An interesting scoping study called "Data Repository for Teacher Education" (Australian Council of Deans of Education) was funded by the Carrick Institute In the beginning of the year. This is probably one of the first signs of a ‘serious’ e-research in Australian education.


Most of the projects and online methodological resources produced under the Economic and Social Research Council (ESRC) Researcher Development Initiative (RDI) are a great asset for social scientists, particularly those who are interested in e-research.

One of recently made available resources includes self-learning materials for those UK researchers who want to use international databases “The Linking International Macro and Micro Data”. Some of these materials are accessible for everyone (not databases however).


A summary of a collection of strategies to assist organisations overcome the challenges of integrating innovative technology into their teaching and training processes has been published. what matters – innovate and integrate reviews research findings, identifies potential obstacles to innovation and outlines steps that can ease the introduction and integration of technology into education and training organisations.

A full copy of the research "Innovate and Integrate: Embedding innovative practices" can be found at:

From: SixtySeconds, 6(16) September 2007. URL

The following Axel’s Bruns’s paper, originally published in First Monday and summarised this week in CreativeEconomy, caught my attention for its research tools and methodology.

  • Axel Bruns (2007) Methodologies for mapping the political blogosphere: An exploration using the IssueCrawler research tool, First Monday, 12(5). URL

This paper studies patterns of interaction in blogosphere using network mapping tool IssueCrawler. Many other similar methodologies and internet research tools are available (and usually for free). Social researchers employ them broadly and provide valuable information about virtual communities and social networks (e.g., see First Monday for other ideas).

What do we know about educational virtual communities and networks? Not many of them probably thrive, nevertheless they do exist. Research issues and tools are available. Answers are missing.


If somebody argued that e-research is quite common practice in social and educational research, I probably would agree. Well, at least one method – online surveys – is quite common in current social research practices.

If somebody argued that social e-research is not supported and social e-research methods are not thought at universities, I probably would agree too. Well, at least I know two research-intensive universities that currently do not have a standard platform for doing online surveys for academic research (Ref1). Have you ever heard that online research methods would be covered in university research method courses?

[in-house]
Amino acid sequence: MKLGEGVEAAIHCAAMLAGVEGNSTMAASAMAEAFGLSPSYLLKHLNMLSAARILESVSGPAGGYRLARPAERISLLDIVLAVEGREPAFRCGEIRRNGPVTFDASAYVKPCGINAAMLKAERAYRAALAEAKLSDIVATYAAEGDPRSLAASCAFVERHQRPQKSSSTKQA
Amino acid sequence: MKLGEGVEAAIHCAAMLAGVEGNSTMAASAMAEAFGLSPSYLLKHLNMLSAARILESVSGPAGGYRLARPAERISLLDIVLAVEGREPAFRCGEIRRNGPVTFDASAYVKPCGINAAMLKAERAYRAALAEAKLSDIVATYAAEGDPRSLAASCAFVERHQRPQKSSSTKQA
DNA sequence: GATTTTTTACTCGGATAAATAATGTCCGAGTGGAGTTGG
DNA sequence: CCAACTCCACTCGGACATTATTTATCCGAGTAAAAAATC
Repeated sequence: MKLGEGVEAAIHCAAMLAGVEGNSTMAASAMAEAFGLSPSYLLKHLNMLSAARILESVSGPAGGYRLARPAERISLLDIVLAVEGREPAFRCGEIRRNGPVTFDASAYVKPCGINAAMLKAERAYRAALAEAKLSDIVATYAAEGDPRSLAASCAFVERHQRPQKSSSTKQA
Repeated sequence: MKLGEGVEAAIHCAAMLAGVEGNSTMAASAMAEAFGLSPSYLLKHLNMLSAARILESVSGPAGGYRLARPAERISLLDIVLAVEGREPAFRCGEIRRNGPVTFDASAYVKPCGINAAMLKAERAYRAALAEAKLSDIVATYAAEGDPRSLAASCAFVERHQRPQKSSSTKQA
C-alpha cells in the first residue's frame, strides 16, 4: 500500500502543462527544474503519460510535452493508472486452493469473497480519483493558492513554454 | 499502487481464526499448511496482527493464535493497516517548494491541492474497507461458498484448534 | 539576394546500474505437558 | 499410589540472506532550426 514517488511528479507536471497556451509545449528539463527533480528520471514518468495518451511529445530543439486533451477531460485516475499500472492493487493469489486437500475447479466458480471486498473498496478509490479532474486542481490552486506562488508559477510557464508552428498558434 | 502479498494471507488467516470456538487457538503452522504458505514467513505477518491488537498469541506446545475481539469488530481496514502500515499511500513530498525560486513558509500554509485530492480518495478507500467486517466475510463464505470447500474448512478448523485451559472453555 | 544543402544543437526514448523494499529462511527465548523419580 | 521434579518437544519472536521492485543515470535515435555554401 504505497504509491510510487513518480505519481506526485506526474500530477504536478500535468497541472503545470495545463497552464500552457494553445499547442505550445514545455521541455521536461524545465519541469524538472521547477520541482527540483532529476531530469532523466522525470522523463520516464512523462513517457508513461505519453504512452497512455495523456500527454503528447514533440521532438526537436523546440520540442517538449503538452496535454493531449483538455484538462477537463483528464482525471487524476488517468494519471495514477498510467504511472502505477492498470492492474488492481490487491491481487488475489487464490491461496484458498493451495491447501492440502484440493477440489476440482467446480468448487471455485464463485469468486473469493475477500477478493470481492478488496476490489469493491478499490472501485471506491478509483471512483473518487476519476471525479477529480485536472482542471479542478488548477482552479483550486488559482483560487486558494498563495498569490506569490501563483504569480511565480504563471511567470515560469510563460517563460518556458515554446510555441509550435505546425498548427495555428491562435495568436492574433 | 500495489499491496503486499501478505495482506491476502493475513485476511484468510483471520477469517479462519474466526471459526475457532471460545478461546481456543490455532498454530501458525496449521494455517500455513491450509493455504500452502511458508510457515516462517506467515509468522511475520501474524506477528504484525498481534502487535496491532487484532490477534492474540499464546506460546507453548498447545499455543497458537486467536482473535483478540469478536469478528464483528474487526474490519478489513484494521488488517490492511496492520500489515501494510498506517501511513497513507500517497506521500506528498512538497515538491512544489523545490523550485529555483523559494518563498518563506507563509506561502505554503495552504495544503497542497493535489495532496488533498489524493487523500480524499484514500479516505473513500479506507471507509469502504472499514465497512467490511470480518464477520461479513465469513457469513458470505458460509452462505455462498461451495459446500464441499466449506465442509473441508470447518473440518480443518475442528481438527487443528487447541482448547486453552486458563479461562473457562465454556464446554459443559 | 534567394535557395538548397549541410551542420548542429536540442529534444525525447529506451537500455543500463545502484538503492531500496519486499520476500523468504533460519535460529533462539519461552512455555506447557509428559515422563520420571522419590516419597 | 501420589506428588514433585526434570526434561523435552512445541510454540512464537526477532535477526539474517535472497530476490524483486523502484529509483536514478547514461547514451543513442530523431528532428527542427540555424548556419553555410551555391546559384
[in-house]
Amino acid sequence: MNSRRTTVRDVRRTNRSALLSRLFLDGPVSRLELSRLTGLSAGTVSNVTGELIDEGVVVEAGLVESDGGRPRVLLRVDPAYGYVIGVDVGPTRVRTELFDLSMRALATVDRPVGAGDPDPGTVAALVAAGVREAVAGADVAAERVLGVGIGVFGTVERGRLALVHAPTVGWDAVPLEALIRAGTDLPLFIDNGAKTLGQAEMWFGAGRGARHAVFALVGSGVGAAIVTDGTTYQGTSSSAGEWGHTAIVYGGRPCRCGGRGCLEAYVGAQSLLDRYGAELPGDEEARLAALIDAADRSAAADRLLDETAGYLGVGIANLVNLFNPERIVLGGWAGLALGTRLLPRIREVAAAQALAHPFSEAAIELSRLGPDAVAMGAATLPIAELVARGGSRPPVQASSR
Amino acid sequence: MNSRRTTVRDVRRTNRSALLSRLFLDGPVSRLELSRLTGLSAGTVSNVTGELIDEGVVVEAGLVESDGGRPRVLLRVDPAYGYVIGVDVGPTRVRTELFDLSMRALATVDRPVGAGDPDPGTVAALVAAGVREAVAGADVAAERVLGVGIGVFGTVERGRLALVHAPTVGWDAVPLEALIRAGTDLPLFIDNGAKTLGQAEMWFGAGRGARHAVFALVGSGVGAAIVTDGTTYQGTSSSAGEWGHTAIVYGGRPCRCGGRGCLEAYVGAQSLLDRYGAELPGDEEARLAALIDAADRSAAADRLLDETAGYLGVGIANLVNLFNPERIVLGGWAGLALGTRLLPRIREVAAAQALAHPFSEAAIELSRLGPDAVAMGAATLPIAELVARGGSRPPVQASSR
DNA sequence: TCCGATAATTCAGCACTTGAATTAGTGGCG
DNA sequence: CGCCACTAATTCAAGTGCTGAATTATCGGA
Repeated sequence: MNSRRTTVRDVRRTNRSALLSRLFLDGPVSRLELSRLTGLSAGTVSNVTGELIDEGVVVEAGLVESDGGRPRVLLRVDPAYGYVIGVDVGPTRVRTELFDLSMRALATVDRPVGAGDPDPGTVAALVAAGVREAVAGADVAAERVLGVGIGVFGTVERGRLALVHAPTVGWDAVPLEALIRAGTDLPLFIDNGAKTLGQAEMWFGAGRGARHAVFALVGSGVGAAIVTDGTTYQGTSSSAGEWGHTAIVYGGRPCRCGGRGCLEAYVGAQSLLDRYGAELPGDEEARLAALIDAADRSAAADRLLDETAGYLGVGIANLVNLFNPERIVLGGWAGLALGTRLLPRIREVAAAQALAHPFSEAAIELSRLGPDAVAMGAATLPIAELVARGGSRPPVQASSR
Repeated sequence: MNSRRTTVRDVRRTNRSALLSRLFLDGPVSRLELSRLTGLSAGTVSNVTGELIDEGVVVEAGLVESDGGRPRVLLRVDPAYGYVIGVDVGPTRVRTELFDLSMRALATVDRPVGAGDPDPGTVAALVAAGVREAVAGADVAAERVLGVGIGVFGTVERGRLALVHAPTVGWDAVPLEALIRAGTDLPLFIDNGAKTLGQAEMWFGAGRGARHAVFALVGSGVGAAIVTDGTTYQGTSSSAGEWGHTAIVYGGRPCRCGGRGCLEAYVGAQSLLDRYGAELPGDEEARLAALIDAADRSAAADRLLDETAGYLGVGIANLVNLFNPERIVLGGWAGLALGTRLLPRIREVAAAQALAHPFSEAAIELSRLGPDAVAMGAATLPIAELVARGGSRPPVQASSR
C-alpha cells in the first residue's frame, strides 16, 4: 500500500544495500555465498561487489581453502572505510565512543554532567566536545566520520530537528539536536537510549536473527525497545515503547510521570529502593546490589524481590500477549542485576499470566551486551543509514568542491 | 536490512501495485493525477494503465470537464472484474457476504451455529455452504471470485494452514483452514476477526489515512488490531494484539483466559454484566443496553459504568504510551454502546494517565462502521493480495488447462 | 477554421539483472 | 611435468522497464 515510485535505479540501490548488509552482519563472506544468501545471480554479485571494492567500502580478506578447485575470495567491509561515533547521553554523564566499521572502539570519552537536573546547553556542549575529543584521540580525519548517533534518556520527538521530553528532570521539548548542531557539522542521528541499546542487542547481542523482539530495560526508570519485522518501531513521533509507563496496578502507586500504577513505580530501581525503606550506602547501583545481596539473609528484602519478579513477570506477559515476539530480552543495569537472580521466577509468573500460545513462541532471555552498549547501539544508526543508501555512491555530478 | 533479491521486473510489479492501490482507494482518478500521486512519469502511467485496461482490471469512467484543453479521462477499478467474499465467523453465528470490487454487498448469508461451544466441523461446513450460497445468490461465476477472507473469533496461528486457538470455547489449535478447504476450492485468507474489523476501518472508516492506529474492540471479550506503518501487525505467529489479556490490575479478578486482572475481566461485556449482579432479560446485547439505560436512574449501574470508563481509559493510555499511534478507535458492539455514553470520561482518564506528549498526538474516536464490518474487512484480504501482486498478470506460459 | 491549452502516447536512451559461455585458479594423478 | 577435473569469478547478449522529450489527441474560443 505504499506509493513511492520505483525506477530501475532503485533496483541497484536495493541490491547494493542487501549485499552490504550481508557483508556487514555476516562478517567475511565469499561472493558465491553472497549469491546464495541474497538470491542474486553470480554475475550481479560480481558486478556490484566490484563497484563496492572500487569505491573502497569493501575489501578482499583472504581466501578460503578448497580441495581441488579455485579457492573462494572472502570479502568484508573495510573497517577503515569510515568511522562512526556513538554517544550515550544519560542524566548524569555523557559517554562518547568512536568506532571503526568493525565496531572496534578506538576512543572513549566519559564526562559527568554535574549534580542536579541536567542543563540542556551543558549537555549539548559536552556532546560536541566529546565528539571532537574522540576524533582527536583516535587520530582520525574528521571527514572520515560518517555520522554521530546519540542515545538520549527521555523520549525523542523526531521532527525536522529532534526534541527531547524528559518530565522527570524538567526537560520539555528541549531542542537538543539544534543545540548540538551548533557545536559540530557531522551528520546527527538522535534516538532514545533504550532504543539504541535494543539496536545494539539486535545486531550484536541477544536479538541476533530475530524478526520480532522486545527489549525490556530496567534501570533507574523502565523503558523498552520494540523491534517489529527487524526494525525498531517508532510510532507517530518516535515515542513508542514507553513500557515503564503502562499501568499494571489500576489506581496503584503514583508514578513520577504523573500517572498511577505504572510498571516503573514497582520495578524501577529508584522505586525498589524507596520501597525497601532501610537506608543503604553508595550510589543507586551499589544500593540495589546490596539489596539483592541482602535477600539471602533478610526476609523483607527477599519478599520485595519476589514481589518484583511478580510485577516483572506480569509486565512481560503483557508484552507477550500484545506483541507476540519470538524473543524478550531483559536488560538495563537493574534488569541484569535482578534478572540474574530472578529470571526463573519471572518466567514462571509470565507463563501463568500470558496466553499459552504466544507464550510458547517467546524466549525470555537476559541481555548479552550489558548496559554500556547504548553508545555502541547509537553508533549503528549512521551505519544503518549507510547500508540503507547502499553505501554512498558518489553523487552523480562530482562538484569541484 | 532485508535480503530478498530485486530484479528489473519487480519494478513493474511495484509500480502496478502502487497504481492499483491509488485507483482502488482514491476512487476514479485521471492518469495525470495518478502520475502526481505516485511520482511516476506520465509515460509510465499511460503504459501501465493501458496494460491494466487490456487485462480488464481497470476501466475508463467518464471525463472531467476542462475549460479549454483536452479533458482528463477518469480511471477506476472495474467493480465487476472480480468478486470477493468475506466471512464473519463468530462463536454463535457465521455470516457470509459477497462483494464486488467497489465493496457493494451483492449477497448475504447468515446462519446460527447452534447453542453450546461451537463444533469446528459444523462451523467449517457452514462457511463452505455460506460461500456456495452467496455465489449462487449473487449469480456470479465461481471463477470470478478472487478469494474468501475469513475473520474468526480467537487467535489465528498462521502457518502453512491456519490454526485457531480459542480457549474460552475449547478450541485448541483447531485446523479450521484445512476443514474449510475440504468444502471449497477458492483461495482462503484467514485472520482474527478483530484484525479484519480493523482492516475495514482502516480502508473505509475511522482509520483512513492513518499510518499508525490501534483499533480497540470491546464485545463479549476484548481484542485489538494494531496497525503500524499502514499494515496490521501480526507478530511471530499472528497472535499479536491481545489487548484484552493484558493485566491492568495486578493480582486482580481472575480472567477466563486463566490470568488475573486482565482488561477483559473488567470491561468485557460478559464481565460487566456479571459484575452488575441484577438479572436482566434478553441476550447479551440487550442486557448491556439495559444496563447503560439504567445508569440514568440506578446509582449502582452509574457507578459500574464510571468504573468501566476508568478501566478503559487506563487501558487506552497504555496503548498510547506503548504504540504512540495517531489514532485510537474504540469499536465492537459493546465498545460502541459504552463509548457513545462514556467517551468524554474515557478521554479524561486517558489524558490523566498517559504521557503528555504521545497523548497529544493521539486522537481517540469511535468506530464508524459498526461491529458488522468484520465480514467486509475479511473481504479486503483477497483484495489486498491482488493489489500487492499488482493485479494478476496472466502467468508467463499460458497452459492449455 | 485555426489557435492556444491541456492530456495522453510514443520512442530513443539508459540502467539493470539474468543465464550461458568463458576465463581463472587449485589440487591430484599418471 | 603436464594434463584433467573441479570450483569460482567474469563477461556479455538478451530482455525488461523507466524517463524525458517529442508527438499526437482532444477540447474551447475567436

Nevertheless, I was quite successful finding two good academic websites with self-learning materials, references and other resources dedicated to online survey method.

  • Exploring Online Research Methods Incorporating TRI-ORM: URL

  • WebSM – Web Survey Methodology: URL

More resources and links for those who want to do online survey are in the blog.


This entry complements the earlier blog about the British perspectives on innovation in education. Recently NESTA (The National Endowment for Science, Technology and the Arts) produced an interesting report analysing the innovation systems in six ‘low innovation’ sectors.
  • Policy & Research Unit. (2007). Hidden innovation: How Innovation happens in six 'low innovation' sectors. UK, London: NESTA. URL

Education, together with oil production, construction, retail banking, civil legal services and rehabilitation of offenders, is among those six.

The British report examines whether these sectors really perform so poor in innovation or whether traditional indicators (e.g., investment in R&D) do not capture all of the innovation that takes place in these sectors. While there is some evidence that some innovation processes in education are ‘hidden’ and traditional performance metrics probably fail to capture a broad variety of local development-led innovations in schools, the flaws in the innovation system are also obvious.

The main ideas from this report about the 'hidden innovation' and innovation system in education are summarised in this blog.


It seems, that the idea to use iPod generation technologies for scientific dissemination attracts increasingly more public attention. The news about SciVee website, discussed in one of the blogs before, have been reappearing in various sources: InformationWeek, The Wired Campus.


“Education is integral to the story we now tell of global competitiveness through innovation. But innovation still has an uncertain place within education” (Bentley & Gillinson, 2007, p. 4).

Over the European summer British researchers produced several interesting reports on innovation in education. One of them:

  • Bentley, T., & Gillinson, S. (2007). A D&R system for education. UK: Innovation unit. URL.

Drawing on the innovation practices from education and other domains, the report outlines the core features of successful innovation systems and essential elements of an innovation system for education. “Greater support for the involvement of teachers and school leaders” and “importance of users and collaborative development in generating and spreading innovation” are the main recurring ideas in this publication. In essence the authors stress the need for a shift from Research and Development (R&D) to Development and Research (D&R). Risk management and the need for new ICT-based platforms for educational innovation are other two emerging themes.

More ideas and citations from this report are in the blog.


Data mining or Knowledge Discovery in Databases (KDD) is the process of discovering hidden patterns and knowledge within large amounts of data and making predictions of individual outcomes and behaviours. Data mining techniques are well acknowledged in banking, retail and many other commercial service sectors for their power helping to understand consumer individuality and improve individualised services. How data mining is applied for understanding learners’ needs and personalising learning?